Deakin Communicating Science 2016

EES 200/101

“Superbugs”- Good or Bad? Why?

Welcome back to the discussion on “superbugs” or what they actually are: antibiotic resistant bacteria. Now that we know a bit about them and antibiotics in general, the next question is are they good or bad? And why?

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This is superbug called MRSA (Methicillin-resistant Staphylococcus aureus) which can cause infection (Source: ABC News)

Out of the total biomass on earth there are more bacteria (50%) than there are animals (15%). Bacteria are everywhere around us including on our own bodies. Fun fact: 90% of the cells in our body are bacteria. Most of these bacteria are normally harmless to us though (no need to be worried).

But obviously there are some that do cause infections, diseases and even sometimes death (being worried about these ones). But overall there aren’t that many when compared to the total overall number of bacteria since there are so many.

In fact the rate of deaths caused by  bacteria has decreased substantially since 1900. The main reason being because of the discovery of antibiotics (other reasons include things like better hygiene).

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The impact of bacteria on death rates over the past century (Source: Microbiology lecture notes 1)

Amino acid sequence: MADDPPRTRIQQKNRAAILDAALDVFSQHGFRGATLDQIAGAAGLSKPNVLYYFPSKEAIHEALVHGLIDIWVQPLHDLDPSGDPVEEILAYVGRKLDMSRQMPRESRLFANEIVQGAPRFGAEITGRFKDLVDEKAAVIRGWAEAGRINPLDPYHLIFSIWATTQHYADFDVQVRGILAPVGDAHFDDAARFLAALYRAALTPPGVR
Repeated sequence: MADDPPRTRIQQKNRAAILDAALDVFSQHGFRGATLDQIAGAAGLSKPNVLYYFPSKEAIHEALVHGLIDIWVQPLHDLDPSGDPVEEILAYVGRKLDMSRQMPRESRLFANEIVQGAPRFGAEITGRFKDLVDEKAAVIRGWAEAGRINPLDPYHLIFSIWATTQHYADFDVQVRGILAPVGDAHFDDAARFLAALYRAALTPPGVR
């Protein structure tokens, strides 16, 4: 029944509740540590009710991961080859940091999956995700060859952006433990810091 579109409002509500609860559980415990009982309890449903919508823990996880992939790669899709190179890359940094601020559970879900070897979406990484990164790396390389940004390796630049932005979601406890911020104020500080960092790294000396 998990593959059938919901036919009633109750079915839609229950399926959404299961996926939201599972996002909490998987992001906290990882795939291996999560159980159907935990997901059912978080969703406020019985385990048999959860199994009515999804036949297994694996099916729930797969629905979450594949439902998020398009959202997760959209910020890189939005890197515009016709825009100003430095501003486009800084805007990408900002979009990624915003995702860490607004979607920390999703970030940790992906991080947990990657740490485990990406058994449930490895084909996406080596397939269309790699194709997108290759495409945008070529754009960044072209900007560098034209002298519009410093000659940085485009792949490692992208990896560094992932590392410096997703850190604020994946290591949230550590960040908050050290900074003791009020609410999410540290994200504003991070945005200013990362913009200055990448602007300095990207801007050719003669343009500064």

But now that more bacteria are becoming resistant to antibiotics the amount of  infections/diseases/death causing bacteria is increasing. In 2014 these “superbugs” infected more than 2 million people worldwide and killed at least 23 thousand people according to U.S. Centers for Disease Control and Prevention.

These type of statistics are indicating that these antibiotic resistant bacteria could potentially cause a lot of damage to public health.

Each time an antibiotic is used as a treatment there is a risk that the antibiotic will attack a bacteria (within the population of infecting bacteria) that is resistant to it. This causes the infection to remain the same within the patient since the antibiotic cannot affect the bacteria. Now the resistant bacteria have the possibility to spread to other people, especially within places with high antibiotic usage such as hospitals.